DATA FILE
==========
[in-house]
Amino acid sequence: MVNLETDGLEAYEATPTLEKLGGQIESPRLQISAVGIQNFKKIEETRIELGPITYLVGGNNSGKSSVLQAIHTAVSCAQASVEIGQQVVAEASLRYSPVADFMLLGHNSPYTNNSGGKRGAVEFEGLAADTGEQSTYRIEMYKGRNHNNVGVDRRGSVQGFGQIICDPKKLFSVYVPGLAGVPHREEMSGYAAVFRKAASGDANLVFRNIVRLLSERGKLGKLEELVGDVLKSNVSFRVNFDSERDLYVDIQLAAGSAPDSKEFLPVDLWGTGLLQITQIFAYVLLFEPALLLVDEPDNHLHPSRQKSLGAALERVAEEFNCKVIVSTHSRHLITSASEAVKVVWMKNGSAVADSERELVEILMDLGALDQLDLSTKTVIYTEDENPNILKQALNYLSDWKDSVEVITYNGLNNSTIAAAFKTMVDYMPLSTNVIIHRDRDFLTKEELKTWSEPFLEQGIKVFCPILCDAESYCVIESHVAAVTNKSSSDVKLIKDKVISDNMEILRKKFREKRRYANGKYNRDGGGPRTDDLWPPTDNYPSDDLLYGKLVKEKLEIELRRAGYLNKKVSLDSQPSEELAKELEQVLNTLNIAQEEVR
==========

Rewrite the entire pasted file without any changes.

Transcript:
[in-house]
Amino acid sequence: MVNLETDGLEAYEATPTLEKLGGQIESPRLQISAVGIQNFKKIEETRIELGPITYLVGGNNSGKSSVLQAIHTAVSCAQASVEIGQQVVAEASLRYSPVADFMLLGHNSPYTNNSGGKRGAVEFEGLAADTGEQSTYRIEMYKGRNHNNVGVDRRGSVQGFGQIICDPKKLFSVYVPGLAGVPHREEMSGYAAVFRKAASGDANLVFRNIVRLLSERGKLGKLEELVGDVLKSNVSFRVNFDSERDLYVDIQLAAGSAPDSKEFLPVDLWGTGLLQITQIFAYVLLFEPALLLVDEPDNHLHPSRQKSLGAALERVAEEFNCKVIVSTHSRHLITSASEAVKVVWMKNGSAVADSERELVEILMDLGALDQLDLSTKTVIYTEDENPNILKQALNYLSDWKDSVEVITYNGLNNSTIAAAFKTMVDYMPLSTNVIIHRDRDFLTKEELKTWSEPFLEQGIKVFCPILCDAESYCVIESHVAAVTNKSSSDVKLIKDKVISDNMEILRKKFREKRRYANGKYNRDGGGPRTDDLWPPTDNYPSDDLLYGKLVKEKLEIELRRAGYLNKKVSLDSQPSEELAKELEQVLNTLNIAQEEVR